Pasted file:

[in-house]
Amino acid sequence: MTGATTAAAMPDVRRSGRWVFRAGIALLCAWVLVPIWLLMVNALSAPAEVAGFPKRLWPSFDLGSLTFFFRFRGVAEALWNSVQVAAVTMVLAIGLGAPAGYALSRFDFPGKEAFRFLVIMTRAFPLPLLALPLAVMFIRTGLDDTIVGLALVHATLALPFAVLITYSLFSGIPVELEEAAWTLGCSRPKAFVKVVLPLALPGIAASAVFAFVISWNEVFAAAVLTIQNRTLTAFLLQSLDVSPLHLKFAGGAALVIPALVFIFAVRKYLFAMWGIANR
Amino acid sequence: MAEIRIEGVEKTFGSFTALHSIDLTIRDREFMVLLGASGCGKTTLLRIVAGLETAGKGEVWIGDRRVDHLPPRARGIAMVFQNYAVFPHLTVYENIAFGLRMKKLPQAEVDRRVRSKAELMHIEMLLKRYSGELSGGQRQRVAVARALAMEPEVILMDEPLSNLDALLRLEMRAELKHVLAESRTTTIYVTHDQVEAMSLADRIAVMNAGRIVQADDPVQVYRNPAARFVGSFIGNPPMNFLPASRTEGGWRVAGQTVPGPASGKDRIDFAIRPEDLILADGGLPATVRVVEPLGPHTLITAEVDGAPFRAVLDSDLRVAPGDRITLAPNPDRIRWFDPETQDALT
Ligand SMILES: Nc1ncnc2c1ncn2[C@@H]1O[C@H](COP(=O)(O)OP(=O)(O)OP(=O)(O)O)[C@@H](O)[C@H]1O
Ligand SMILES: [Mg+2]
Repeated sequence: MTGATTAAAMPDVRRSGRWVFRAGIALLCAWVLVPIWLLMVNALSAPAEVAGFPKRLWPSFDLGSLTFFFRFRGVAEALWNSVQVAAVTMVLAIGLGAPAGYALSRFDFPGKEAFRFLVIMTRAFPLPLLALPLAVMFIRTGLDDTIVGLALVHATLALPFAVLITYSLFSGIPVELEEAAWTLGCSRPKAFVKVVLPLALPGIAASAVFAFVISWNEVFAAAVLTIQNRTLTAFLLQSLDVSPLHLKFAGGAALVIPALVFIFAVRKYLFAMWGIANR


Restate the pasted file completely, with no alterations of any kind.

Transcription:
[in-house]
Amino acid sequence: MTGATTAAAMPDVRRSGRWVFRAGIALLCAWVLVPIWLLMVNALSAPAEVAGFPKRLWPSFDLGSLTFFFRFRGVAEALWNSVQVAAVTMVLAIGLGAPAGYALSRFDFPGKEAFRFLVIMTRAFPLPLLALPLAVMFIRTGLDDTIVGLALVHATLALPFAVLITYSLFSGIPVELEEAAWTLGCSRPKAFVKVVLPLALPGIAASAVFAFVISWNEVFAAAVLTIQNRTLTAFLLQSLDVSPLHLKFAGGAALVIPALVFIFAVRKYLFAMWGIANR
Amino acid sequence: MAEIRIEGVEKTFGSFTALHSIDLTIRDREFMVLLGASGCGKTTLLRIVAGLETAGKGEVWIGDRRVDHLPPRARGIAMVFQNYAVFPHLTVYENIAFGLRMKKLPQAEVDRRVRSKAELMHIEMLLKRYSGELSGGQRQRVAVARALAMEPEVILMDEPLSNLDALLRLEMRAELKHVLAESRTTTIYVTHDQVEAMSLADRIAVMNAGRIVQADDPVQVYRNPAARFVGSFIGNPPMNFLPASRTEGGWRVAGQTVPGPASGKDRIDFAIRPEDLILADGGLPATVRVVEPLGPHTLITAEVDGAPFRAVLDSDLRVAPGDRITLAPNPDRIRWFDPETQDALT
Ligand SMILES: Nc1ncnc2c1ncn2[C@@H]1O[C@H](COP(=O)(O)OP(=O)(O)OP(=O)(O)O)[C@@H](O)[C@H]1O
Ligand SMILES: [Mg+2]
Repeated sequence: MTGATTAAAMPDVRRSGRWVFRAGIALLCAWVLVPIWLLMVNALSAPAEVAGFPKRLWPSFDLGSLTFFFRFRGVAEALWNSVQVAAVTMVLAIGLGAPAGYALSRFDFPGKEAFRFLVIMTRAFPLPLLALPLAVMFIRTGLDDTIVGLALVHATLALPFAVLITYSLFSGIPVELEEAAWTLGCSRPKAFVKVVLPLALPGIAASAVFAFVISWNEVFAAAVLTIQNRTLTAFLLQSLDVSPLHLKFAGGAALVIPALVFIFAVRKYLFAMWGIANR